As state faces historic budget surplus, California gas tax increases
The state's motor fuel excise tax is set to increase Thursday, up six-tenths of a cent to more than 51 cents a gallon of motor fuel.
While a handful of California officials deliberate on how to best divvy up a historic $75 billion budget overflow, gas-powered vehicle owners will be paying more to fill up their tanks.
The state's motor fuel excise tax is set to increase Thursday, up six-tenths of a cent to more than 51 cents a gallon of motor fuel. The state also adds more than 7 cents a gallon in fees.
With federal, state and local taxes, the average cost for a gallon of unleaded is approaching $5 in many metropolitan areas of California.
The tax, passed in 2017, is projected to rake in more than $50 billion in the first 10 years of increased costs. Those funds are funneled into infrastructure and public transportation projects across the state. The 2019 hike made California’s motor-fuel-related taxes the highest in the nation.
The small increase won't result in a significant price difference at the pump, but it's enough to get opponents fired up.
Sen. Brian Jones (R-Santee), is among a group of lawmakers fighting to put a hold on the hike.
"Why are we asking California taxpayers to spend even more money out of their limited resources in a COVID year with unemployment as high as it is," he said. "We need the governor to step up today and backfill that excise tax with some of the surplus that the taxpayers have already paid."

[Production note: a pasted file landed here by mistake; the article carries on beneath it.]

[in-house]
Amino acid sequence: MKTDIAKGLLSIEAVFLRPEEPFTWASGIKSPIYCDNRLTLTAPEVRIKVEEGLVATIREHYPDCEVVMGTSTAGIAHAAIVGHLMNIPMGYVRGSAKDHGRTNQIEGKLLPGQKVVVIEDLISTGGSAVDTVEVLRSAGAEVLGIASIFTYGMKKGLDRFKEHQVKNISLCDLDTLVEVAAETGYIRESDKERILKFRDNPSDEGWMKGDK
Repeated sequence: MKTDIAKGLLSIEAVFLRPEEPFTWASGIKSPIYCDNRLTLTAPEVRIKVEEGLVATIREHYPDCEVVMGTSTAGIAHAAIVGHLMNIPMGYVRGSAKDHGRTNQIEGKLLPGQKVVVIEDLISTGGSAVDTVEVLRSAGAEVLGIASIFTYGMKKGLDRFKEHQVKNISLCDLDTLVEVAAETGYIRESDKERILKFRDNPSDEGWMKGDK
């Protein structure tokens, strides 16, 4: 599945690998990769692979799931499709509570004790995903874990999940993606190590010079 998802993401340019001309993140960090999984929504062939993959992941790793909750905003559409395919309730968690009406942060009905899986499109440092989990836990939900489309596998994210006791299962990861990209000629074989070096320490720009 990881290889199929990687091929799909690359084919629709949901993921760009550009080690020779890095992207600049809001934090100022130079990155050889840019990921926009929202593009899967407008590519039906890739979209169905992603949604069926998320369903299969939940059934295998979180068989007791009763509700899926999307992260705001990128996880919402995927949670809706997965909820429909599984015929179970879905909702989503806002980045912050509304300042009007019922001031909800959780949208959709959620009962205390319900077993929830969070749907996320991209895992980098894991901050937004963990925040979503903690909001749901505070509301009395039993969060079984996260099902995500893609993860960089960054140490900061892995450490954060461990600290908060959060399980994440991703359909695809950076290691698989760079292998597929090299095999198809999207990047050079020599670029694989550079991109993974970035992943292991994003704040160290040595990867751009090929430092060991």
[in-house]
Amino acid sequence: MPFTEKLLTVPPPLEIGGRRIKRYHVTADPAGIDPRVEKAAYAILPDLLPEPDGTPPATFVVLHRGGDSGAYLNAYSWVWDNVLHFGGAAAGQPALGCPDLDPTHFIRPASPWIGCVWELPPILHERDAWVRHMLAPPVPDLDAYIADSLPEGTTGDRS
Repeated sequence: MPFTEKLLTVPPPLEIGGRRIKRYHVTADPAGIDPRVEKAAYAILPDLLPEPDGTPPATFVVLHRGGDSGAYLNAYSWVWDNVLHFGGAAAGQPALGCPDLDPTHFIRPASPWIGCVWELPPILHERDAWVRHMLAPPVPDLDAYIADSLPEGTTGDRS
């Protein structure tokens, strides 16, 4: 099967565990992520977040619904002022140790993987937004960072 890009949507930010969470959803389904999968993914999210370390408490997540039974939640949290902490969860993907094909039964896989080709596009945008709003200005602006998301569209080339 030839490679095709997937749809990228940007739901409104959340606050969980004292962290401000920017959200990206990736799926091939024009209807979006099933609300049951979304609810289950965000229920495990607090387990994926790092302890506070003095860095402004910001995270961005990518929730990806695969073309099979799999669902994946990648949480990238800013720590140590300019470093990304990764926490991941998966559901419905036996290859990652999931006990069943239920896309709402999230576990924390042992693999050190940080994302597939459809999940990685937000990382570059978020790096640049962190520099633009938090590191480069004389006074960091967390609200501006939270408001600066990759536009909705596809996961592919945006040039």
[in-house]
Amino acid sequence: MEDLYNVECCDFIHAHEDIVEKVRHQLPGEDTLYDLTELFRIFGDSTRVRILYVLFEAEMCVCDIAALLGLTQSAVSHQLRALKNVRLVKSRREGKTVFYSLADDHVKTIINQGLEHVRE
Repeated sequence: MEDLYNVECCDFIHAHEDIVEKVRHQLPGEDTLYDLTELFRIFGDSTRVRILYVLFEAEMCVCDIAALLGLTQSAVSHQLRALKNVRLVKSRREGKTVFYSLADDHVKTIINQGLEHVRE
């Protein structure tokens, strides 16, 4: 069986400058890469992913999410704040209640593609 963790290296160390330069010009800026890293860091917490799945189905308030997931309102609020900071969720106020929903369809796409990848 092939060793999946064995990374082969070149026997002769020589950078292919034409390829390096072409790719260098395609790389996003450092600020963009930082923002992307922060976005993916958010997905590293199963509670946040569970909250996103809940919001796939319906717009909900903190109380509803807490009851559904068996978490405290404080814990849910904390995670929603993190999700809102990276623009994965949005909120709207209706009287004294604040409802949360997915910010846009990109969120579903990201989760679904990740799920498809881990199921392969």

Jones and others saw their initiative to block the automatic increases stopped by Democrats on Monday.
"Governor Newsom and other Democrat leaders are chauffeured around in state vehicles and don’t have to worry about the sky-rocketing cost of gasoline in California," Jones said. "Many Californians lost their jobs and businesses during the state-ordered COVID shutdown. The least the state can do is take some of the bloated budget surplus and help lower the cost of gasoline Californians pay."
Sen. Andreas Borgeas (R-Fresno) created a petition to stop the annual inflationary increase.
"Despite California's budget surplus of $75 billion, gas taxes are set to rise again in July," he said. “The increase is estimated to cost California drivers $83 million next year alone. Gas taxes are estimated to have increased the cost of living for a typical family of four by $650-$800 a year. The last thing Californians need is another tax."
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